The NASA rover Opportunity has hunkered down on Mars, waiting for better exploring weather to stretch its wheels out again across the dry desert that is the planet Mars. But while it has been frozen and unmoving, NASA scientists have made a mysterious discovery, finding a rock that wasn’t there just a few Martian days earlier.
Opportunity, one of three rovers successfully sent to Mars since 2003, reportedly has not moved in over a month while it waits out the Martian weather. However, it continues to take pictures of the landscape; and in examining those recent photos, many of which are of the same location seeing that the rover has not moved, NASA scientists have discovered something interesting. One photo, taken on January 8th – or what scientists consider Sol 3536, the 3,536th solar day on Mars since Opportunity landed – shows a few tiny rocks as well as some larger ones embedded firmly in the soil. Another picture taken on Sol 3540, only a few Martian days later, shows the same rocks in the ground, but one other rock very clearly on the surface of those that was not there those few days ago. For reference, a Martian day is nearly the same length as a day on Earth but about 37 minutes longer, meaning that the two images were taken about four days apart.
Aside from the mysterious presence of the rock on Mars, NASA scientists are excited about the discovery because the rock is upside down, meaning they are looking at the underside of a Martian rock that has not been exposed to the Martian atmosphere for perhaps billions of years.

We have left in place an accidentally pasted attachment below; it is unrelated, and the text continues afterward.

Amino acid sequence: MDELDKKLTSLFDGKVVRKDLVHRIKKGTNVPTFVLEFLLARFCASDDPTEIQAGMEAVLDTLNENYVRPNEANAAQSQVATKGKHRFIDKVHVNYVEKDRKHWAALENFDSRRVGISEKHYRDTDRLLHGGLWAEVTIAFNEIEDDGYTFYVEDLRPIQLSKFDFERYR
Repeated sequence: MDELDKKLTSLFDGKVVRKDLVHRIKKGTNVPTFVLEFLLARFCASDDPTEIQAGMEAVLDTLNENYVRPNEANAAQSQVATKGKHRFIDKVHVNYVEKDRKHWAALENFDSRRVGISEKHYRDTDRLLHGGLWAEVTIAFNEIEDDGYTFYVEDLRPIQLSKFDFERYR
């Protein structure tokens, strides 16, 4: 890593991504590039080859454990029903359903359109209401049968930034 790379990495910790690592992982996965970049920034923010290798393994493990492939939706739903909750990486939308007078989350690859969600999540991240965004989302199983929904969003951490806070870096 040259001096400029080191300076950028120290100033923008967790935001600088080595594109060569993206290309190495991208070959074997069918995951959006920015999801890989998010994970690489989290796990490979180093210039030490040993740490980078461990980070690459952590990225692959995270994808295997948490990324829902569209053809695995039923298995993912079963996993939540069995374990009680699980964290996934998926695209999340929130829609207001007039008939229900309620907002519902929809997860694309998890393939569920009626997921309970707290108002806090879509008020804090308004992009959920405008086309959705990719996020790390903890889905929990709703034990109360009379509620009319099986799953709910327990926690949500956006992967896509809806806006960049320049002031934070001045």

Steve Squyres, the lead scientist for the NASA Mars Exploration Rover, said that he and the team were “absolutely startled” when they saw the two pictures compared side by side and were positive that something could not be right. The team has nicknamed the rock Pinnacle Island and are currently trying to figure out where it came from. There are two front-running theories about how the fist-sized rock came to be in that specific area, seeing that the rover has yet to cross that particular path.
The first and most likely theory is that despite not having wheeled across the area, Opportunity still may have accidentally flung the rock there when it was turning in place about a meter or so from Pinnacle Island’s location. Opportunity’s right front steering actuator has stopped working and may be dragging across the ground causing shakes that could have moved the rock from a previous place. The second theory, sadly enough, is not that the Martians have finally made contact and given Earthlings a rocky welcome gift, but that the rock landed there after an unseen meteor impact shook it loose.
The area Opportunity is currently exploring is known as Matijevic Hill, near the rim of the Endeavour Crater. It contains clay minerals, which scientists believe indicates that the area might have had water billions of years ago, before the solar wind from the Sun burned off most of the Martian atmosphere.
Opportunity’s twin rover, Spirit, which was also launched in 2003, was trapped in the sand in 2010 and was used as a stationary station until March, when it stopped transmitting data. Another rover, Curiosity, was launched in 2011; and, like Opportunity, is still going strong. No doubt there are many more mysterious rocks to find and more discoveries to be made on Mars by NASA with the help of these rovers.
By Marisa Corley